We are a welcoming community of students and staff dedicated to preparing students for a future in global business. The application for CISB is simple to complete so we encourage you to apply!

Information sessions are held in DEM 233 as follows:

Tues., October 3, 12:30 p.m.

Wed., October 18, 3:30 p.m.

Wed., November 8, 12:30 p.m.

If you are unable to attend an info session, you can still reach out to the CISB Program Adviser Deanna Fryhle at ddf@uw.edu or CISB’s VP of Marketing Raphael Gaultier at raphag@uw.edu to learn more from a student perspective.

See the latest CISB video here.

We hope to see you soon!

Best,
Raphael and Deanna

Deanna Fryhle

Program Adviser

Certificate of International Studies in Business Program (CISB)

Michael G. Foster School of Business

University of Washington

202 Dempsey Hall

UW Box 353223

Seattle, WA  98195-3223

T:  206.543-5985/ F:  206.616-8225

E:  cisb@uw.edu

Web:  www.foster.washington.edu/cisb

Foster_logo_CISB_SB_Purple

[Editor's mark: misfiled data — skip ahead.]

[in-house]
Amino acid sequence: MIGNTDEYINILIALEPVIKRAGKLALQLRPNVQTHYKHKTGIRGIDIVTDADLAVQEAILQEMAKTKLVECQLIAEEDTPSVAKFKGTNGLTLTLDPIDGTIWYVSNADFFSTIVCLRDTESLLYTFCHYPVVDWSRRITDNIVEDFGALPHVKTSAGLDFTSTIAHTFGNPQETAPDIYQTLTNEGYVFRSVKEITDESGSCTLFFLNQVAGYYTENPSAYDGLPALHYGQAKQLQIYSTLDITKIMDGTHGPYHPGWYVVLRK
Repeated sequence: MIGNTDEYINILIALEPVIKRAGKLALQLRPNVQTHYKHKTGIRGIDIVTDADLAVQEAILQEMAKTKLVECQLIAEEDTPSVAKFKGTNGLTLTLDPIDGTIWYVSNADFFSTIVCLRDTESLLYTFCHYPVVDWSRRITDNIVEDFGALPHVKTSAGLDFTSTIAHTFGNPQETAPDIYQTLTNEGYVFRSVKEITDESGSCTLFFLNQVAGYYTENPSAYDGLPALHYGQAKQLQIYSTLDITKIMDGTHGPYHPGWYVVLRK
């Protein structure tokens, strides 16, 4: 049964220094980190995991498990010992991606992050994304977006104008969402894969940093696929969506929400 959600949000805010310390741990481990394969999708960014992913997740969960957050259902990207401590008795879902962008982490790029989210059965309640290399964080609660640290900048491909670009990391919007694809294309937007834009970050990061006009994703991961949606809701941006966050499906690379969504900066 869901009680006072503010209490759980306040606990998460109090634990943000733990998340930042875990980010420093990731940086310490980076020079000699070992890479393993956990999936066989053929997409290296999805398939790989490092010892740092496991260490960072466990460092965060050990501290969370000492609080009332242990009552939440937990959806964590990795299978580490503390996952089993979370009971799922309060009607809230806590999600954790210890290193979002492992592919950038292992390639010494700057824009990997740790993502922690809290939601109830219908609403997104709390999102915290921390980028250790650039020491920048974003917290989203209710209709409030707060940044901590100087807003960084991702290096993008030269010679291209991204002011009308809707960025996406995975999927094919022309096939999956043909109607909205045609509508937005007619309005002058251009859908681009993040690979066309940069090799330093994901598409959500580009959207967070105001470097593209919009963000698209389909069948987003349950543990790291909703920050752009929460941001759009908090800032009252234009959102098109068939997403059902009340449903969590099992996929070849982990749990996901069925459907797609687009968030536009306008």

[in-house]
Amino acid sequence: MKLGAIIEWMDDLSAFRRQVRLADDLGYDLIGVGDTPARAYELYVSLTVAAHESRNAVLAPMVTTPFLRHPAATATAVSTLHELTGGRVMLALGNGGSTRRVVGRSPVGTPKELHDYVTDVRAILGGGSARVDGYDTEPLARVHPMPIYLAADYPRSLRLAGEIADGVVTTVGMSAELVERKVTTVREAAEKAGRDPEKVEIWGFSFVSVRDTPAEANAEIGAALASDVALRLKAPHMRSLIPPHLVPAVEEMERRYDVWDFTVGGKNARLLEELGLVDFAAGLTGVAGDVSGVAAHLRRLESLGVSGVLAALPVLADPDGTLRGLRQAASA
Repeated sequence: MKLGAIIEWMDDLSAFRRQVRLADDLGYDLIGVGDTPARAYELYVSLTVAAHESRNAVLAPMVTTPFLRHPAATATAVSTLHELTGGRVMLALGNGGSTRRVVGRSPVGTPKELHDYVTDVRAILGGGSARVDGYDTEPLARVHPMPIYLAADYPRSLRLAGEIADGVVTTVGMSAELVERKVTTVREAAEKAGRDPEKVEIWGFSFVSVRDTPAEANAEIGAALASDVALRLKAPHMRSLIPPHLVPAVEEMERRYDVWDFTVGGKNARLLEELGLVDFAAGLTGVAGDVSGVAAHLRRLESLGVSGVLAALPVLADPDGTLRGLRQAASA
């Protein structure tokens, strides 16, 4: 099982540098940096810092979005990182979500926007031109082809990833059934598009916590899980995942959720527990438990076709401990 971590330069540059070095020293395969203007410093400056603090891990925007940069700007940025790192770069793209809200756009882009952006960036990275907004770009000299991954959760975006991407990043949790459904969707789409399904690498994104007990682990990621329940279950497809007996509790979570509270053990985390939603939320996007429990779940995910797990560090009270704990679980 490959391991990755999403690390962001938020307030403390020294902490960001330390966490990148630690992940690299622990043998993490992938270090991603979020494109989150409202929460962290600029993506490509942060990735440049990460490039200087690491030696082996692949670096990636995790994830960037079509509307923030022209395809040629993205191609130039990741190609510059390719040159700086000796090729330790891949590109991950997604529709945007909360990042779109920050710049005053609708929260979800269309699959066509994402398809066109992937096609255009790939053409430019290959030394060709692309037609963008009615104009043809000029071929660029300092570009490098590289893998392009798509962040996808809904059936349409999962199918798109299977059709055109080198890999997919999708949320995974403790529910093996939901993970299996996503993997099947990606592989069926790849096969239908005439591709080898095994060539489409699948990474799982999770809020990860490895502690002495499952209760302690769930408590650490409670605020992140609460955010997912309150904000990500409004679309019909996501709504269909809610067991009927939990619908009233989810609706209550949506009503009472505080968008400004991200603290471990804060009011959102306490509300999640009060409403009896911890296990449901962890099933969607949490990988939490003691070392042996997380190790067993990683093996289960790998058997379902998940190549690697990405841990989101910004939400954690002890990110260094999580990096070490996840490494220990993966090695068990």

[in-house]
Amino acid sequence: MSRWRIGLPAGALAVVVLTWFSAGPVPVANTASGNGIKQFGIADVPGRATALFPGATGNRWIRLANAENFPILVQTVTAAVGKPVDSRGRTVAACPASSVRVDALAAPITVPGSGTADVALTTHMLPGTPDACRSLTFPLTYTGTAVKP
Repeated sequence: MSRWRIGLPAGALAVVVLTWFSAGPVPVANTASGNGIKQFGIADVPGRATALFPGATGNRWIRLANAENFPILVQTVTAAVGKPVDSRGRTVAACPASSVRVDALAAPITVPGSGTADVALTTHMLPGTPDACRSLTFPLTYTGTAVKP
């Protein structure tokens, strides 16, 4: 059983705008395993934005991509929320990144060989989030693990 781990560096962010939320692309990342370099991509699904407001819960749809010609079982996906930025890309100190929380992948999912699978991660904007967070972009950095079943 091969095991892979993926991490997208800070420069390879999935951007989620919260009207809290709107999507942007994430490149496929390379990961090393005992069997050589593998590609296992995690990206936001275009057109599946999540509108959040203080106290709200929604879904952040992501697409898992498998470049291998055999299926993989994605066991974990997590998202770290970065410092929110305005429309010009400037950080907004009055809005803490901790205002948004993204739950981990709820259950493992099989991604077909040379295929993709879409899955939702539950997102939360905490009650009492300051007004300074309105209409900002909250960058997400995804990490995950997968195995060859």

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Jackson School series on ‘Trump in the World’ in Fall quarter – no registration necessary

Please see below – the Jackson School’s Fall lecture series on ‘Trump in the World’.

All students are welcome to attend any or all of the talks — and registration for JSIS 478 A is *optional*

Please circulate among your students – many thanks!

Wolf.

WOLFRAM LATSCH D.Phil.

Director of Academic Services
Henry M. Jackson School of International Studies

111 Thomson Hall / Box 353650
Seattle, WA 98195-3650
206.543.6001

Make an appointment at http://jsis.washington.edu/advise/

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ESRM 429 Seminar Speaker Schedule Autumn 2017

Come to Kane 220 every Tuesday from 8:30-9:20AM to listen to interesting speakers from the ESRM 429 seminar. The schedule is attached below but subject to change.
capstone poster Summer 2017.pdf

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Marine Biology: space available in the course for all backgrounds

Our fantastic introductory Marine Biology: FISH/OCEAN/BIOL 250 course starts tomorrow and still has open seats for any of you advising students making last-minute changes to their schedule.